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Case Reports in Medicine
Volume 2017, Article ID 5043471, 3 pages
Case Report

Unilateral Headache Status after Intra-Aortic Balloon Pump Placement

1Department of Anesthesiology, Westchester Medical Center, Valhalla, NY 10595, USA
2Cardiac Transplantation and Mechanical Circulatory Support, Westchester Medical Center, Valhalla, NY 10595, USA

Correspondence should be addressed to Shalvi B. Parikh; gro.htlaehcmw@hkiraP.ivlahS

Received 18 May 2017; Accepted 2 July 2017; Published 27 July 2017

Academic Editor: Michael S. Firstenberg

Copyright © 2017 Garret M. Weber et al. This is an open access article distributed under the Creative Commons Attribution License, which permits unrestricted use, distribution, and reproduction in any medium, provided the original work is properly cited.


Introduction. Intra-aortic balloon pump (IABP) counterpulsation is a catheter-based treatment for coronary artery disease and decompensated heart failure to increase coronary blood flow and improve cardiac output. IABP is generally well tolerated, and complications are usually related to peripheral vasculature or red blood cell and platelet consumption. The usual insertion site via femoral artery renders the patient bedbound. Recently, axillary artery has been used in patients with atherosclerotic peripheral vascular disease and documented small arteries or in those awaiting transplant to ensure ambulation and prevent deconditioning. Case Report. We present a patient with ischemic cardiomyopathy and severe left ventricular dysfunction, awaiting Orthotropic Heart Transplant. His worsening intractable angina and dyspnea necessitated IABP placement via left axillary artery, significantly improving his condition. He subsequently experienced migraine-type persistent unilateral headache refractory to standard pain management. Multiple strategies were utilized to treat his pain, but the patient insisted that his pain commenced after IABP placement. Ultimately, the removal of the pump led to complete resolution with no recurrence. Conclusion. The authors hypothesize that the unilaterally directed blood flow and direct increase in cerebral perfusion from the intra-aortic balloon pump may have caused vasodilation of the extracranial arteries, leading to a persistent and debilitating headache in this susceptible patient.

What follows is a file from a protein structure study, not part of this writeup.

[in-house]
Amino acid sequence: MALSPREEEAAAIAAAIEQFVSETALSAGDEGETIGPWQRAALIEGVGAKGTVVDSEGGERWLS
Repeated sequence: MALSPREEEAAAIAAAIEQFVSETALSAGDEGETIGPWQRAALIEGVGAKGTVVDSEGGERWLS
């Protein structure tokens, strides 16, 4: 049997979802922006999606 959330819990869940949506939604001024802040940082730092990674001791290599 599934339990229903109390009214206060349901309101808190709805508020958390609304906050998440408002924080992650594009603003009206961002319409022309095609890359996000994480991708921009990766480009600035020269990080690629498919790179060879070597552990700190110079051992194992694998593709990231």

1. Introduction

Intra-aortic balloon pump (IABP) is a cylindrical polyethylene device inserted into the descending thoracic aorta, which increases myocardial oxygen delivery and cardiac output [1]. Its “counterpulsation” action causes inflation in diastole, which increases coronary perfusion via retrograde flow, while deflation during systole reduces afterload and increases forward blood flow [2]. The increase in myocardial oxygen supply and decrease in oxygen demand are utilized in ischemic myocardial states such as unstable angina and infarction, ventricular dysfunction with poor ejection fraction (EF), and cardiogenic shock [3]. Known complications include obstruction and compartment syndrome, distal ischemic events, aortic rupture, and thromboembolism. We report a patient with persistent unilateral headache following axillary IABP placement, hypothesized to be secondary to increased cerebral blood flow (CBF), with complete resolution of symptoms following removal of the pump.

2. Case Report

A 63-year-old male with ischemic cardiomyopathy and severe left ventricular dysfunction was admitted with chest pain and dyspnea at rest. He was on maximal medical therapy and had received multiple prior percutaneous coronary interventions and two previous coronary artery bypass surgeries. Recent coronary angiography revealed no possibility of further revascularization. He was evaluated for Orthotropic Heart Transplant (OHT) and listed as Status 1A-e (urgent need). His worsening intractable angina and dyspnea necessitated IABP placement via left axillary artery, which significantly improved his condition. Axillary artery was the chosen site of insertion (as opposed to femoral artery) in order to enable ambulation and prevent deconditioning, as the patient was awaiting transplant [4]. The IABP was placed under fluoroscopic guidance, with the tip of the IABP placed few centimeters below the aortic arch, as confirmed radiologically [5]. Following the procedure, the patient complained of new-onset, persistent, throbbing, and burning left-sided frontoparietal pain above the left lateral eyebrow that radiated to the left orbit, with an intensity of 7/10 on the numerical pain scale. It was aggravated by movement and relieved by pressure, with frequent watery eyes without visual changes. He had a remote history of traumatic brain injury due to motor vehicle accident but he denied any subsequent headache.